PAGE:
CBS has now apologized for its use of disputed documents in a story it broadcast about George W. Bush's career in the National Guard, calling it "a mistake in judgment." That's certainly worth a headline. Because only CBS can resolve the mystery of CBS' incomprehensible behavior over the past two weeks, the apology at least makes it possible for this story to proceed toward a more useful resolution.
On the other hand, the CBS position that it was "misled" about the source of the documents rather misses the point of its own position. Given the intrinsic problems of the documents at issue, the advice of the forensics experts it consulted and ignored, and the length of time that this matter has been festering, CBS' attempt to portray itself as a duped victim is untenable.
It's interesting that CBS's situation has ended up taking this particular shape, which is far more political than it is journalistic. CBS is playing a role usually reserved for embarrassed Washington figures. The familiar rule of thumb in Washington is for embattled characters who have been caught in some impropriety to issue an acknowledgement of wrongdoing and, as the cliché goes, get the matter behind them. In American culture, confession is half the journey to redemption. (In practice, the other half of that journey is that people forget what you did.) Subsequent investigations eventually identify some lower-level figures who are forced from office to expiate the wrongdoing. Washington then "moves on." CBS seems to be casting itself in this role of embarrassed power, with document source Bill Burkett the first to play on-camera expiator. Other expiators are doubtless to follow.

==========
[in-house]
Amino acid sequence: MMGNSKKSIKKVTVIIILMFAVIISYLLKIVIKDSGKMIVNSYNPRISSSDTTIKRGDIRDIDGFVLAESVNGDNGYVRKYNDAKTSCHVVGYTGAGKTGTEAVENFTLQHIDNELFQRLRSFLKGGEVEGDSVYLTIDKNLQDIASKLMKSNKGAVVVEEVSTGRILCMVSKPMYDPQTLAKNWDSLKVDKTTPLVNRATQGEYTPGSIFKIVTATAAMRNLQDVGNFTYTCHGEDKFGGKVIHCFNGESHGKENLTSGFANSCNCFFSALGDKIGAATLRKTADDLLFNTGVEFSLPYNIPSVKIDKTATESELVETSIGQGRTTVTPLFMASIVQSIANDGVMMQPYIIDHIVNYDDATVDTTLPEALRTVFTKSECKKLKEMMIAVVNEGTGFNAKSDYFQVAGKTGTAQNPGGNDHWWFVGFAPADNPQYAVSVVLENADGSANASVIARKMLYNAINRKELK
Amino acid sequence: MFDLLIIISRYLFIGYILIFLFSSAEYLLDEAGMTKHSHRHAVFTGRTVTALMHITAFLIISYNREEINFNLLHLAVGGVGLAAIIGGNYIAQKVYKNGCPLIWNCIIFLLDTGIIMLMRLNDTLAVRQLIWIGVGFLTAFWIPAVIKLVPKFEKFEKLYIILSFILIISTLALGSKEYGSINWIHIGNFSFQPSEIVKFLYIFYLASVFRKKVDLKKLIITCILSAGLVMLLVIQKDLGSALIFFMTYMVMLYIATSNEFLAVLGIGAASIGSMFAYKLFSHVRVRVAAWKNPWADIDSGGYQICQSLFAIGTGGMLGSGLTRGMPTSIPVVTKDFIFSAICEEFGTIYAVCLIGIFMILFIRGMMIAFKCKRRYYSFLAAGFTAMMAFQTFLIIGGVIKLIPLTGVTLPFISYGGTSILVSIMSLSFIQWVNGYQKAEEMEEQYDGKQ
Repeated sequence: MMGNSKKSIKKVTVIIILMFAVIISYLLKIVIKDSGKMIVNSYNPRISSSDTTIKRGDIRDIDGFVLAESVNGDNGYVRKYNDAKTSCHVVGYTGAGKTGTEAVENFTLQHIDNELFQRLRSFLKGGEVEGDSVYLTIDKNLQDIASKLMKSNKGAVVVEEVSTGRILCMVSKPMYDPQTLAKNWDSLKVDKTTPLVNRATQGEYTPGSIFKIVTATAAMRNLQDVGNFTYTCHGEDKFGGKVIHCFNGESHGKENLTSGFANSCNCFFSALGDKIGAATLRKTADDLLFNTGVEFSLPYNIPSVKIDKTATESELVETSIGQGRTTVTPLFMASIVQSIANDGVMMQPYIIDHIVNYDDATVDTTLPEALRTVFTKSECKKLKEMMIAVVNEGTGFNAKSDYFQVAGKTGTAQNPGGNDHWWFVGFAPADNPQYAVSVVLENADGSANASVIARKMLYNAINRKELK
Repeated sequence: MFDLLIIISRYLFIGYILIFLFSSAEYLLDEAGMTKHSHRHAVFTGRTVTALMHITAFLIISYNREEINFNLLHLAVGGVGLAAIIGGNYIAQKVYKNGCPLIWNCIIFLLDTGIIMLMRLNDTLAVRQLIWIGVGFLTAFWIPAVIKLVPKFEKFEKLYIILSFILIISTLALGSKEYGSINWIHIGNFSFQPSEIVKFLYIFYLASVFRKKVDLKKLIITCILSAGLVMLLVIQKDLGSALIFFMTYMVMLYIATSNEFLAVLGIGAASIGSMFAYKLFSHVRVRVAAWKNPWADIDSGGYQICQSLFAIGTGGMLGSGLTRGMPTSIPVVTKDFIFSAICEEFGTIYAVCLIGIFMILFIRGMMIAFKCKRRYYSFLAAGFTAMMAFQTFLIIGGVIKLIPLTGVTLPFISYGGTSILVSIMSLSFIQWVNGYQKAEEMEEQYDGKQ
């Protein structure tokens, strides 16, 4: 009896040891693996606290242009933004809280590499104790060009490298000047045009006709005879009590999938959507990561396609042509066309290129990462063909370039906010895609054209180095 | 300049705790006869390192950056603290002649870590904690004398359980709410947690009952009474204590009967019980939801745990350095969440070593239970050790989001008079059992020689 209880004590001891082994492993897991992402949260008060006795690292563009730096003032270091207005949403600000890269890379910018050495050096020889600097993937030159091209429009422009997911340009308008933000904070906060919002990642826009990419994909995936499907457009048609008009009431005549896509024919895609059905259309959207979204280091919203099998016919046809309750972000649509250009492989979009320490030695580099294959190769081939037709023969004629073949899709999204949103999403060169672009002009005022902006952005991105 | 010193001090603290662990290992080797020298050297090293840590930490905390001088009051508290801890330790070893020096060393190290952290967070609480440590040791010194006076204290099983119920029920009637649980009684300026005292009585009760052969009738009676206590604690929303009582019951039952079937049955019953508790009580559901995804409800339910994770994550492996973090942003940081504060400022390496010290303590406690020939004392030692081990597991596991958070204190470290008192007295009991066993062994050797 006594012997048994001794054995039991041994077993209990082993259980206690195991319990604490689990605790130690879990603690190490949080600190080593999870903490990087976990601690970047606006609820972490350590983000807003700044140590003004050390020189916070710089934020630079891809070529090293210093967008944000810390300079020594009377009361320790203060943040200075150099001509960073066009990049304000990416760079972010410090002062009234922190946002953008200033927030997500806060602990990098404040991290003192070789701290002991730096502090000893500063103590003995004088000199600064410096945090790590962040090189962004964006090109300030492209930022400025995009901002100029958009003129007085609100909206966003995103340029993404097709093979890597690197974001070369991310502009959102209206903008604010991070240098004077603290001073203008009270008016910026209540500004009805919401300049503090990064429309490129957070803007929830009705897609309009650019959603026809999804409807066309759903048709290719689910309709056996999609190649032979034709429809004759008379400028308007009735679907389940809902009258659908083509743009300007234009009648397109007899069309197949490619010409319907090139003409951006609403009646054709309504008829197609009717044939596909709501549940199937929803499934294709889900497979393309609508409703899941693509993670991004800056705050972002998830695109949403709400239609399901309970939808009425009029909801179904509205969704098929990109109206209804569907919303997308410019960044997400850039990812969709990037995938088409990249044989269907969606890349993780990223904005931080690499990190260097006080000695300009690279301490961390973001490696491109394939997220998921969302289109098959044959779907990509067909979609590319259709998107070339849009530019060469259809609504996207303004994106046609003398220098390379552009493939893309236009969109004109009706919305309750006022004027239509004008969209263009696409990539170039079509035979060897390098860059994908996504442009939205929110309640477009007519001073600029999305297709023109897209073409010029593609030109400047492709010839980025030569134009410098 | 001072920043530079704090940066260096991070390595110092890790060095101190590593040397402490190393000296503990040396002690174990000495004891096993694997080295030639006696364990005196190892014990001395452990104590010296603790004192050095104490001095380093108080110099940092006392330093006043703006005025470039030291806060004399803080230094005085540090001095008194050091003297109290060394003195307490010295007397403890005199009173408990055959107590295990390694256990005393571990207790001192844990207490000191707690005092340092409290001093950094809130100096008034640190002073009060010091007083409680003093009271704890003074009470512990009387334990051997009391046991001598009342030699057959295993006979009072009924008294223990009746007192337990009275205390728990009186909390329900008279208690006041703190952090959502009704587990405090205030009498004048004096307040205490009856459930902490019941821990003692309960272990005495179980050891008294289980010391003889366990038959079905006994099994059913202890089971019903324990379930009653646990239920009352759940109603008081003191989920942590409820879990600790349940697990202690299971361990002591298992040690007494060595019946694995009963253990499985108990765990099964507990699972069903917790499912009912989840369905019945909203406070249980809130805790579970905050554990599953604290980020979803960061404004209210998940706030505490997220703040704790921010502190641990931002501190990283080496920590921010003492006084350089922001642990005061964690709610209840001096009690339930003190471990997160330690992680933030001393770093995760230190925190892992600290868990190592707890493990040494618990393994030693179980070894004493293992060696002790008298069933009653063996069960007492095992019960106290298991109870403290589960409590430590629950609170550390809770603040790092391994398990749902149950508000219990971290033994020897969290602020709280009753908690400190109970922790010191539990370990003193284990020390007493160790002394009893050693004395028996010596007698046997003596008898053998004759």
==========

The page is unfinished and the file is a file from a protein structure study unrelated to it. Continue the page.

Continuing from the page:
If that's how CBS sees its psychodrama playing out, however, it's yet another miscalculation on the network's part. Its role is not that of a wielder of power, but as a corrector of power. It cannot put an end to its problems with a confession that shunts blame, at least not without undermining its own institutional role. CBS's problem is not merely that it was somehow "misled" into using crude forgeries in a report involving a president in the midst of an election campaign; its problem is that it dismissed criticism and denigrated its critics without offering credible substantiation of its original story. Indeed, it adopted a pose—now revealed to be utter pretense—that its documents had been vetted adequately and that its critics were unworthy pajama-wearing "political operatives." This was a political reaction, predicated on the network's apparent notion that it was involved in a political dispute. In short, the network has behaved imperiously throughout, and has now sought an imperious, Washington-style exit.
This is in obvious contrast to the reaction by such organizations as The Washington Post and USA Today when they faced challenges to their own credibility. These news organizations did not attempt to portray themselves as victims; instead, they accepted that they had failed in their institutional role, put up with the glee of their critics, and moved to make their internal problems transparent. That was the only way to regain their credibility, and it is the only way available to CBS as well. It doesn't matter that anyone attempted to mislead CBS about these documents; people attempt to mislead news organizations every day. What matters is that CBS blew the story and its aftermath.